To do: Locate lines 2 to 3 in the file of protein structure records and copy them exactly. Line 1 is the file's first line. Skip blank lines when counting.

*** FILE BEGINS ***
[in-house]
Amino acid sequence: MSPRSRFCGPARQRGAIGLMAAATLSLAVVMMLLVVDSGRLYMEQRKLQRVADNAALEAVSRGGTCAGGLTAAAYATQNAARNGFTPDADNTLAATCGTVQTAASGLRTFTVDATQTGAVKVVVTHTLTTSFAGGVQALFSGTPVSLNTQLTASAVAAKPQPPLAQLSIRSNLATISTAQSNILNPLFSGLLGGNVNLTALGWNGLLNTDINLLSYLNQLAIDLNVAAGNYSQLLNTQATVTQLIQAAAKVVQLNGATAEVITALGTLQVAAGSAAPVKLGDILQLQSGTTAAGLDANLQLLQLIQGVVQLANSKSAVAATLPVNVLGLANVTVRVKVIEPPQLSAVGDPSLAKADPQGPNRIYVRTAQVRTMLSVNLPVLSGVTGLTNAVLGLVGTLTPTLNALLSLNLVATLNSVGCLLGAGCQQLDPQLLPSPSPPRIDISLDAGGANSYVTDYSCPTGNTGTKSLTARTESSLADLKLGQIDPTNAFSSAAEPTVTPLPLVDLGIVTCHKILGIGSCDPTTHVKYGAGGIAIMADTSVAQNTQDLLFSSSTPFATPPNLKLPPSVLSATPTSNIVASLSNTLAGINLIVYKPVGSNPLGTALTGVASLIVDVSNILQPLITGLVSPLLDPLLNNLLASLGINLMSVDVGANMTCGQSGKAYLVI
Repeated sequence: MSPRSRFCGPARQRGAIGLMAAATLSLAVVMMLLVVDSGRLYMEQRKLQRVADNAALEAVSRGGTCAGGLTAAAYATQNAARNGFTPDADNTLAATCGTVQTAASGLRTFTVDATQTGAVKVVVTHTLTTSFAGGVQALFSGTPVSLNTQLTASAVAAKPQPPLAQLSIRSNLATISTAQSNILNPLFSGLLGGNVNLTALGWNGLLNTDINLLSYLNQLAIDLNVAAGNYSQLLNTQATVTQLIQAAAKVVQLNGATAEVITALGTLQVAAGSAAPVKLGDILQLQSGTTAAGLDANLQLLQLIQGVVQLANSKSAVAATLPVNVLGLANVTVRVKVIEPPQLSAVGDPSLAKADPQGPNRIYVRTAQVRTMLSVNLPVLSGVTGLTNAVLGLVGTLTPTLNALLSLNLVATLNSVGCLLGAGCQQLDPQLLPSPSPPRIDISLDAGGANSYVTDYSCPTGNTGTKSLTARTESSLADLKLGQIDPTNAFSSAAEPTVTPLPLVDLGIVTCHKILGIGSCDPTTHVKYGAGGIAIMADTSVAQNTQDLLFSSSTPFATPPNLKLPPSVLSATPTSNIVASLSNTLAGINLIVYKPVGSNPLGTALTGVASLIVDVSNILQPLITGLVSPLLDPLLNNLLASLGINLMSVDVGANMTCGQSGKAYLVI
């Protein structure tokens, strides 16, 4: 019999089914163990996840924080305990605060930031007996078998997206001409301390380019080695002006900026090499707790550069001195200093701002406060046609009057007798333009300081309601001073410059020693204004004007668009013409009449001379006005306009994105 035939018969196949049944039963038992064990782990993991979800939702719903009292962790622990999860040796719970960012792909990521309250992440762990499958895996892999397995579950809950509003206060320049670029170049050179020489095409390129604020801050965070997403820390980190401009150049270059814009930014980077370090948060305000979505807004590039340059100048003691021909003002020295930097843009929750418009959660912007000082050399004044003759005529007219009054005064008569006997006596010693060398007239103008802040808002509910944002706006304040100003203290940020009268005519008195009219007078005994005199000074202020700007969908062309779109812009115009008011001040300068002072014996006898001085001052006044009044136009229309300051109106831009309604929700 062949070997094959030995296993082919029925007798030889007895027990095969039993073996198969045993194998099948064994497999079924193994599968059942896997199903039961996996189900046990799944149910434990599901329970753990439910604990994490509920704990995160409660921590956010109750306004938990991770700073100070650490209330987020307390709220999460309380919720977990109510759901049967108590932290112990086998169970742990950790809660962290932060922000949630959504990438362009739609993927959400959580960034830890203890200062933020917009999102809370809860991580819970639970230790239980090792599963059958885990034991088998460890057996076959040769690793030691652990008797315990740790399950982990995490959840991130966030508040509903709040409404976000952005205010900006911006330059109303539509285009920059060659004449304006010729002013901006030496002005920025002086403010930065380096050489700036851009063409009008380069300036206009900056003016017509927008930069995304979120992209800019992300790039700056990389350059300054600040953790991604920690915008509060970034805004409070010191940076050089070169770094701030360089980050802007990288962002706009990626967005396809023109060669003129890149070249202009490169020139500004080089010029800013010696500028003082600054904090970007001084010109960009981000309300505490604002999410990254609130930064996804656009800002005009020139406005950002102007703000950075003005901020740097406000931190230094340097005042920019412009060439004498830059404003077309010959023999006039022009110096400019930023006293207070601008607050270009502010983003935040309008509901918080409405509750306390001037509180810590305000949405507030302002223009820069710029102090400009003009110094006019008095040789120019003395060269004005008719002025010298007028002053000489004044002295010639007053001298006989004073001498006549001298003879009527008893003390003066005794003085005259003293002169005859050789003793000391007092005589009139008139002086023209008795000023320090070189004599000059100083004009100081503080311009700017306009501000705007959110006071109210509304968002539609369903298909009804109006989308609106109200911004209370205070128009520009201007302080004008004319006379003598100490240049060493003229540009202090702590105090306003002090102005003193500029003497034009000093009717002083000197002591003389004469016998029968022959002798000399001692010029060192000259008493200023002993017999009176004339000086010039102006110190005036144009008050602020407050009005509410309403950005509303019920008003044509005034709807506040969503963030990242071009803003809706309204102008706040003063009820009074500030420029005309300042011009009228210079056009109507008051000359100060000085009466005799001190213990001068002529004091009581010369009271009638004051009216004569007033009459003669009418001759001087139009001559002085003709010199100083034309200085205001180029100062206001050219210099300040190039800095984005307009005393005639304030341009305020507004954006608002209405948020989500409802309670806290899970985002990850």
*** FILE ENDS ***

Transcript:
Amino acid sequence: MSPRSRFCGPARQRGAIGLMAAATLSLAVVMMLLVVDSGRLYMEQRKLQRVADNAALEAVSRGGTCAGGLTAAAYATQNAARNGFTPDADNTLAATCGTVQTAASGLRTFTVDATQTGAVKVVVTHTLTTSFAGGVQALFSGTPVSLNTQLTASAVAAKPQPPLAQLSIRSNLATISTAQSNILNPLFSGLLGGNVNLTALGWNGLLNTDINLLSYLNQLAIDLNVAAGNYSQLLNTQATVTQLIQAAAKVVQLNGATAEVITALGTLQVAAGSAAPVKLGDILQLQSGTTAAGLDANLQLLQLIQGVVQLANSKSAVAATLPVNVLGLANVTVRVKVIEPPQLSAVGDPSLAKADPQGPNRIYVRTAQVRTMLSVNLPVLSGVTGLTNAVLGLVGTLTPTLNALLSLNLVATLNSVGCLLGAGCQQLDPQLLPSPSPPRIDISLDAGGANSYVTDYSCPTGNTGTKSLTARTESSLADLKLGQIDPTNAFSSAAEPTVTPLPLVDLGIVTCHKILGIGSCDPTTHVKYGAGGIAIMADTSVAQNTQDLLFSSSTPFATPPNLKLPPSVLSATPTSNIVASLSNTLAGINLIVYKPVGSNPLGTALTGVASLIVDVSNILQPLITGLVSPLLDPLLNNLLASLGINLMSVDVGANMTCGQSGKAYLVI
Repeated sequence: MSPRSRFCGPARQRGAIGLMAAATLSLAVVMMLLVVDSGRLYMEQRKLQRVADNAALEAVSRGGTCAGGLTAAAYATQNAARNGFTPDADNTLAATCGTVQTAASGLRTFTVDATQTGAVKVVVTHTLTTSFAGGVQALFSGTPVSLNTQLTASAVAAKPQPPLAQLSIRSNLATISTAQSNILNPLFSGLLGGNVNLTALGWNGLLNTDINLLSYLNQLAIDLNVAAGNYSQLLNTQATVTQLIQAAAKVVQLNGATAEVITALGTLQVAAGSAAPVKLGDILQLQSGTTAAGLDANLQLLQLIQGVVQLANSKSAVAATLPVNVLGLANVTVRVKVIEPPQLSAVGDPSLAKADPQGPNRIYVRTAQVRTMLSVNLPVLSGVTGLTNAVLGLVGTLTPTLNALLSLNLVATLNSVGCLLGAGCQQLDPQLLPSPSPPRIDISLDAGGANSYVTDYSCPTGNTGTKSLTARTESSLADLKLGQIDPTNAFSSAAEPTVTPLPLVDLGIVTCHKILGIGSCDPTTHVKYGAGGIAIMADTSVAQNTQDLLFSSSTPFATPPNLKLPPSVLSATPTSNIVASLSNTLAGINLIVYKPVGSNPLGTALTGVASLIVDVSNILQPLITGLVSPLLDPLLNNLLASLGINLMSVDVGANMTCGQSGKAYLVI